This will finally address the humanitarian crisis in Greece. But again, I think we should reflect on the European level. In the US, food stamps helped out of poverty hundreds of thousands of households. Why not use the benefits of the Eurosystem, the network of central banks of the euro area, to finance such good in Europe? This would create the political strength in Europe, people could actually see the benefits of membership in the euro area.
However, it was felt that such proposals inevitably likely to face a refusal, particularly German, since, in Berlin, we do not want a union of transfers …
I beg to differ. Whatever Germany does or says, it pays anyway. And in 2010, I felt that we had not, we Greeks, the moral right to accept money from German taxpayers, to pay our creditors. In reality, this money goes into a black hole, and we ask them is that they spend their money more wisely. Why ask Greece to borrow money from German taxpayers to repay the ECB? Because Jean-Claude Trichet, the worst central banker in history, has decided once? Let us be able that the EIB do the work for which it was created.
Specifically, Greece will have to pay € 6 billion to the ECB in June. Did she do?
If we have money, of course. Otherwise, it will be discussed. Nevertheless, I would emphasize the idea of having to repay the central bank is stupid. This is a first in the history and it never happened. The question must be asked Europe is: why, with such decisions continue feeding movements like Golden Dawn or the FN?
But the ECB is pressuring Greece by demanding an agreement with the Troika. Do you think that it can, in case of victory of SYRIZA, block access of Greek banks to liquidity or at least threaten to do so as in the Irish case?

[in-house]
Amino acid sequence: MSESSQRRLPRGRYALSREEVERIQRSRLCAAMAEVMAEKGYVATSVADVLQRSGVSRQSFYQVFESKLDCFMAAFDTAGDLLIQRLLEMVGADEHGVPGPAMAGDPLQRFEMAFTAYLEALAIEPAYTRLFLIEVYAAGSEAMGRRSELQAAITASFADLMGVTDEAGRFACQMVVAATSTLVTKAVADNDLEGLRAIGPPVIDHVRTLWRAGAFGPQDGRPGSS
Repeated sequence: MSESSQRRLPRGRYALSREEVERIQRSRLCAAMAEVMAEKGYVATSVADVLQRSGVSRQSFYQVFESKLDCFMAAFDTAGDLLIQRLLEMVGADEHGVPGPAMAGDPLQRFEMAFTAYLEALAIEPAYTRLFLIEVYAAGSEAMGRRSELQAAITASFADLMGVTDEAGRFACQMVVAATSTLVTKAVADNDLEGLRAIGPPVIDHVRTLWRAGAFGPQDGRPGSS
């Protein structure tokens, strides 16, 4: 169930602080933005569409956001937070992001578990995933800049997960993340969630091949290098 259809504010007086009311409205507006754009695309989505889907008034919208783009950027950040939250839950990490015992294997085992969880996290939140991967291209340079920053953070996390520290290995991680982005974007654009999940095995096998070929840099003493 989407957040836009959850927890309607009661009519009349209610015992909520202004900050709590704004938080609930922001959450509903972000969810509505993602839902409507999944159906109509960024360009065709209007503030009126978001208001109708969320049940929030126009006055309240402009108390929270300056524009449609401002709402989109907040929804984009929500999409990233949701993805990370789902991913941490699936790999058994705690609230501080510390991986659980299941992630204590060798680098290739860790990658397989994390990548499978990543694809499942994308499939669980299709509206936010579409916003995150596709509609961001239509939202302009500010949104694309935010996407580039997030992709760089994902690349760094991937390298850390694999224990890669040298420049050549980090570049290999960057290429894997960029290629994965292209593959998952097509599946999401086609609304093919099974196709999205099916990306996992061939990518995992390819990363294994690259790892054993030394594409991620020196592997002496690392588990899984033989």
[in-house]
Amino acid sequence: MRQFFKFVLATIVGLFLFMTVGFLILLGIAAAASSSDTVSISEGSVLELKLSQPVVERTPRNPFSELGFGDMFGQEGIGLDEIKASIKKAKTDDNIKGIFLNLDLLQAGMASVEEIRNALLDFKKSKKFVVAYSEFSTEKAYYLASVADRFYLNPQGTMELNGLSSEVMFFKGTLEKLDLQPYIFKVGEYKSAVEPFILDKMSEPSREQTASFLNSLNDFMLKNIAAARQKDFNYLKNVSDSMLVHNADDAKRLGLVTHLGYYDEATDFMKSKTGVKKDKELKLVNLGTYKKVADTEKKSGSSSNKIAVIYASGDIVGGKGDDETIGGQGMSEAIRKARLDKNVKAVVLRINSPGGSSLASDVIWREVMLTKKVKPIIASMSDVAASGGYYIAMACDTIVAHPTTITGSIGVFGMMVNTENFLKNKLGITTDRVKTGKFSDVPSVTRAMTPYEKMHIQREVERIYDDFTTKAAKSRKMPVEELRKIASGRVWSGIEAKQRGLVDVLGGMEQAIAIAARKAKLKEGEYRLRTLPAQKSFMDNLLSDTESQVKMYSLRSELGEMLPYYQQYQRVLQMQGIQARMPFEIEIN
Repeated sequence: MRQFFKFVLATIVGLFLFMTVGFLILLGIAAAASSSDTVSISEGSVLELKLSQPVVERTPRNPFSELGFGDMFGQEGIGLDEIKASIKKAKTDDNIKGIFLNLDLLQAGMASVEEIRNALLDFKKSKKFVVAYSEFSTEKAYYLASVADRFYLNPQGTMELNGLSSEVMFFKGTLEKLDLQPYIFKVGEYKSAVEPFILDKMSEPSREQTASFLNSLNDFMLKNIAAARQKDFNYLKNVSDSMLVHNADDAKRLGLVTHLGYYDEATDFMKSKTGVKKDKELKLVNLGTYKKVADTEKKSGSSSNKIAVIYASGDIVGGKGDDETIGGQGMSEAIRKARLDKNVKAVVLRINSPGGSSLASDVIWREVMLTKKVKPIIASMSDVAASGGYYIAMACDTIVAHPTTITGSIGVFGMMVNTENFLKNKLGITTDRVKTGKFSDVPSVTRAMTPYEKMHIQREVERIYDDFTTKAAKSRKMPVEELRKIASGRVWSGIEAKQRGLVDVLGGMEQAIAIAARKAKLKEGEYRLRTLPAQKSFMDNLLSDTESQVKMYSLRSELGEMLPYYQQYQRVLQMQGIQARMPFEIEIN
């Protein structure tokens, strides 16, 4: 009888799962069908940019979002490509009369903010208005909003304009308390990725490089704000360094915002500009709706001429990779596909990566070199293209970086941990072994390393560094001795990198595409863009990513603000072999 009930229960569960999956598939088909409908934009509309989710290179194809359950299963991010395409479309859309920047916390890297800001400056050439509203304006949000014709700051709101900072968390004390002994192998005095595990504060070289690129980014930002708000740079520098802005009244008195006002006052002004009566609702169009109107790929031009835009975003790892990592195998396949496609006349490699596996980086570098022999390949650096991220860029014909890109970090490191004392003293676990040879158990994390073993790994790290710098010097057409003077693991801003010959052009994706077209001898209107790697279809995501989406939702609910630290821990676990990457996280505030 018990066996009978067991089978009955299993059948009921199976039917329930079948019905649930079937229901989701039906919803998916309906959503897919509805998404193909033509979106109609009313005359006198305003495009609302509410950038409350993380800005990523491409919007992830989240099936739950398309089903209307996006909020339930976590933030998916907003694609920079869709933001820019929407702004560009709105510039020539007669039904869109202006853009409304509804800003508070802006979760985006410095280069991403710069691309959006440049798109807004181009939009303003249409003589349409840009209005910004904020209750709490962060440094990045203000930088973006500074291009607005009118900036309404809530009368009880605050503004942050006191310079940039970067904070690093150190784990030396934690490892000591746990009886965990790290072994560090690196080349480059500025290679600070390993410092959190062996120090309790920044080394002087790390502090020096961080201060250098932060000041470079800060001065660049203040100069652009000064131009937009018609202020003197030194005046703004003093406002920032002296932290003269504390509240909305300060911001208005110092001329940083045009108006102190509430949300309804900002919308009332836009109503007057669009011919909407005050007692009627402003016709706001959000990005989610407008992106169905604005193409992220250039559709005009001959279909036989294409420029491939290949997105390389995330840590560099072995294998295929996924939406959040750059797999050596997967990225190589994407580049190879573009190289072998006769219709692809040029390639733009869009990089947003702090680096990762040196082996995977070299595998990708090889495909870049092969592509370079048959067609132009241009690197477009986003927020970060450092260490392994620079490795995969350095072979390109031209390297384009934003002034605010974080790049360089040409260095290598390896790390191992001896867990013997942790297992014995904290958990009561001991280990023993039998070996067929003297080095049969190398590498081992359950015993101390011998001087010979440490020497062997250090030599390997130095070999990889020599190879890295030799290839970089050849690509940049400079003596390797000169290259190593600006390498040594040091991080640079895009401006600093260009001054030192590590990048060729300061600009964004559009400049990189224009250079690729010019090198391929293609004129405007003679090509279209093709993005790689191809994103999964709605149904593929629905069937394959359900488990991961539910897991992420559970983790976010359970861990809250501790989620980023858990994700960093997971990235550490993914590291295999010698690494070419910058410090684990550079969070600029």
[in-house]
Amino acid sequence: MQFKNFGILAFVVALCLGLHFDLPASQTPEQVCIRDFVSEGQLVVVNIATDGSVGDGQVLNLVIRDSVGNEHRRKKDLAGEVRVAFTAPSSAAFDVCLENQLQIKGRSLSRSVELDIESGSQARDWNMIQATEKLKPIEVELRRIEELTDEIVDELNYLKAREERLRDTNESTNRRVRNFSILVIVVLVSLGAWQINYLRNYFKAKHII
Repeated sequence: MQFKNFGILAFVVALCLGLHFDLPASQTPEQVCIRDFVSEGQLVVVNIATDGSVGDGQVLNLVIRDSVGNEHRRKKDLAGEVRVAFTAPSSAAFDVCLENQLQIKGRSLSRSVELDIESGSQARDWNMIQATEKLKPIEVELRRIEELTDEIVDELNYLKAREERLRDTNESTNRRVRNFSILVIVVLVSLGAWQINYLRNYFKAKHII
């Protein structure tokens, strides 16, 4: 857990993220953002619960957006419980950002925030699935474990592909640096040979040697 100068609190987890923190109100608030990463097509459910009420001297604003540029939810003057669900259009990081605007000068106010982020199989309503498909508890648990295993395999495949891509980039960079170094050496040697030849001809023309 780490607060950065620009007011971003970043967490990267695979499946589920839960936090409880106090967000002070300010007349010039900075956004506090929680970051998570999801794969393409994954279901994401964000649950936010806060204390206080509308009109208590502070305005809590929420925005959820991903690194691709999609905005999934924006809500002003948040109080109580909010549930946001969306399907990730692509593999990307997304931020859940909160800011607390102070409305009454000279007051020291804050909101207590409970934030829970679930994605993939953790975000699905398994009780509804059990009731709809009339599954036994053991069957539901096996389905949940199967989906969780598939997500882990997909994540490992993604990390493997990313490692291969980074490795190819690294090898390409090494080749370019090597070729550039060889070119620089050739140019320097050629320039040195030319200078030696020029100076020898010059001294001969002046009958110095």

You can see the attitude of the ECB in two respects. The first: the ECB is pressuring Greece. The second: it pressured the troika. What she wants is a deal. We. So, let us ensure that there is one. As for the Irish, I would like to stress that the situation is very different. If Ireland has accepted the Troika, it is because the Irish government of the day did not attempt to resist. He will be judged negatively for it by history. But in this case, Jean-Claude Trichet has completely exceeded its mandate forcing Ireland to transform the private debt into public debt. He will burn in hell for this, or at least it should be tried before a European court … A Syriza government will not behave like the Irish government of the day.
But if no agreement is possible, or found?
So I say this clearly: “Death is preferable. “The real deficit in Greece, it is a dignity deficit. It is because of this lack of dignity that we have accepted stupid measures and this has fueled a vicious cycle of indignity which itself maintains discontent, fear and resentment. All this is not good. We must regain our dignity, spirit, October 28, 1940 made us say “no” to the ultimatum of Mussolini’s Italy. At this time, we do not have the means to say “no” and yet we did. (Note: 28 October 1940, the Greek dictator Metaxas refused by a “no” legendary submit to the Italian ultimatum In the war that followed, the Greeks pushed the Italian army. ). We must recapture the spirit of 28 October.